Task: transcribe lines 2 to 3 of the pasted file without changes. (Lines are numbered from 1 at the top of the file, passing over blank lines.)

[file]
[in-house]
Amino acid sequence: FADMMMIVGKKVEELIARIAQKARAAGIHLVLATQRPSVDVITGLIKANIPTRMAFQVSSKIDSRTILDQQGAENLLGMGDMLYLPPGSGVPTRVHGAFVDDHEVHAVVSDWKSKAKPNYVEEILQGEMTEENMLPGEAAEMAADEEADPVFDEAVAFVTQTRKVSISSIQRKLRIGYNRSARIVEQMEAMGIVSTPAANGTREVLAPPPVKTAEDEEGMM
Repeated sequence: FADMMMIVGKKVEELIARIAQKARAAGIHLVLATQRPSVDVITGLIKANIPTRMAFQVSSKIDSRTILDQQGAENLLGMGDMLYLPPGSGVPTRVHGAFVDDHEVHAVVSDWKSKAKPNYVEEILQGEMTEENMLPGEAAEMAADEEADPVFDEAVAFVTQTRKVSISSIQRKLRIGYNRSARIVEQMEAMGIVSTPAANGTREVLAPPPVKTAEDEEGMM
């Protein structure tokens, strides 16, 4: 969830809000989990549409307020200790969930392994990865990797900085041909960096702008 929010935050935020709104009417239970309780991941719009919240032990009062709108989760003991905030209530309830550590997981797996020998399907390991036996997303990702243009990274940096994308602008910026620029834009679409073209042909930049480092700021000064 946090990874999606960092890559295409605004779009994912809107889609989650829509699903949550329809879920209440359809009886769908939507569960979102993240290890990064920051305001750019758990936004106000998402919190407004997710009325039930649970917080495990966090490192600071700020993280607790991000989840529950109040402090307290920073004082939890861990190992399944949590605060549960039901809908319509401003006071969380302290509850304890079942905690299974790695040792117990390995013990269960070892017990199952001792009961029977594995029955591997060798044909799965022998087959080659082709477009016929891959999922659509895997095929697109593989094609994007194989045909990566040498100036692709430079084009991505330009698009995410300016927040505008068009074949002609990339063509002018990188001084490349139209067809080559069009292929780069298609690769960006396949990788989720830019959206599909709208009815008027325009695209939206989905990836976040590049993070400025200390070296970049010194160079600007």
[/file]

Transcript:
Amino acid sequence: FADMMMIVGKKVEELIARIAQKARAAGIHLVLATQRPSVDVITGLIKANIPTRMAFQVSSKIDSRTILDQQGAENLLGMGDMLYLPPGSGVPTRVHGAFVDDHEVHAVVSDWKSKAKPNYVEEILQGEMTEENMLPGEAAEMAADEEADPVFDEAVAFVTQTRKVSISSIQRKLRIGYNRSARIVEQMEAMGIVSTPAANGTREVLAPPPVKTAEDEEGMM
Repeated sequence: FADMMMIVGKKVEELIARIAQKARAAGIHLVLATQRPSVDVITGLIKANIPTRMAFQVSSKIDSRTILDQQGAENLLGMGDMLYLPPGSGVPTRVHGAFVDDHEVHAVVSDWKSKAKPNYVEEILQGEMTEENMLPGEAAEMAADEEADPVFDEAVAFVTQTRKVSISSIQRKLRIGYNRSARIVEQMEAMGIVSTPAANGTREVLAPPPVKTAEDEEGMM